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Occasional morsels from Campaign 2000

March 27, 2000

One proud papa

Former President Bush says he gives his son George W. plenty of advice--but not about politics.

"I don't do politics anymore," the elder Bush told a group of innkeepers Saturday.

"I don't go to Washington. I don't do press conferences. . . . I had my shot. In our family the baton is passed to two sons who are giving it their very best in the political arena. My political days are over."

Speaking at a conference in Tampa, Fla., the 75-year-old Bush asked his listeners to put politics and party affiliations aside and stand for a moment in his shoes.

"Think how proud you'd feel as a dad," he said, "if you had two kids who were governors of two huge states, and one of them had a chance to be president of the United States."

Hillary in the house

Can you sell a candidate like Tupperware? Hillary Rodham Clinton hopes so.

As she did when she announced her campaign for the U.S. Senate, the first lady asked New York supporters to hold "house parties" on Sunday.

The campaign suggested invitations could go to everyone from old professors and ministers to "friends you only see on occasion" to the "broker, butcher or dry cleaner." The campaign even instructed hosts to decide a week ahead who will make the "money pitch" and suggested they make the appeal between introducing guests and an 18-minute video highlighting the first lady's career. In it, Clinton reveals that she makes a mean omelet, can't sing and sometimes guffaws inappropriately in restaurants.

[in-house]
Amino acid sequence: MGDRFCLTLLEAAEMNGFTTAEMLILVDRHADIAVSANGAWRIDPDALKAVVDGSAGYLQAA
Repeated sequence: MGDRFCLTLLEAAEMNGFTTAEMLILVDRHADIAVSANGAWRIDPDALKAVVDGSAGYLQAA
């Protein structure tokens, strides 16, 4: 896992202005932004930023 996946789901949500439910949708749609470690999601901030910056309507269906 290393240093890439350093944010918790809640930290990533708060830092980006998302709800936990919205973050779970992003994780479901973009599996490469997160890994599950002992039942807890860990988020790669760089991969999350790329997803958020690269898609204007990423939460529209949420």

The 25 parties, which Clinton was to address by speaker phone, were expected to raise about $1,000 each.

Friend of Bill, um, Dick

In a news release headlined "Experts Say Bush Is Head of the Class on Education," George W. Bush's campaign boasted that even Democrats applaud the Texas governor's efforts to improve schools in his state. But whoever wrote the release could have used some more schooling.

The campaign twice quoted "Al Gore's Secretary of Education, Dr. Bill Riley" as praising Bush and Texas. The secretary of Education, who was appointed by President Clinton, is Richard W. Riley. His friends call him Dick, his middle name is Wilson and he is no doctor.

Poultry in motion

Visiting a classroom at the Sands Montessori school in Cincinnati on Thursday, Al Gore was asked the details of a trick he has said he learned as a child: hypnotizing a chicken.

Easy, he said to the 12-year-old boy who asked. "You hold the chicken down and then you take a stick or a finger--it's better with a stick--and then you very slowly draw a circle around the chicken's head." And repeat, and repeat until . . . .

Gore explained that the chicken's eyes do not work well together and eventually it develops a glazed look--which the vice president imitated--and it is hypnotized. He did not say what one does with a hypnotized chicken.

By the numbers

$283.97--Average cost today to fill up the gas tank of John McCain's Straight Talk Express.

$191.81--Average cost a year ago to fill up the bus.

Quote file

"Wub woo bub bub wub, wub."

--Vice President Al Gore, as quoted by Associated Press, during an improvisational exercise Friday in a sixth-grade drama class.

Compiled by Massie Ritsch from Times staff and wire reports

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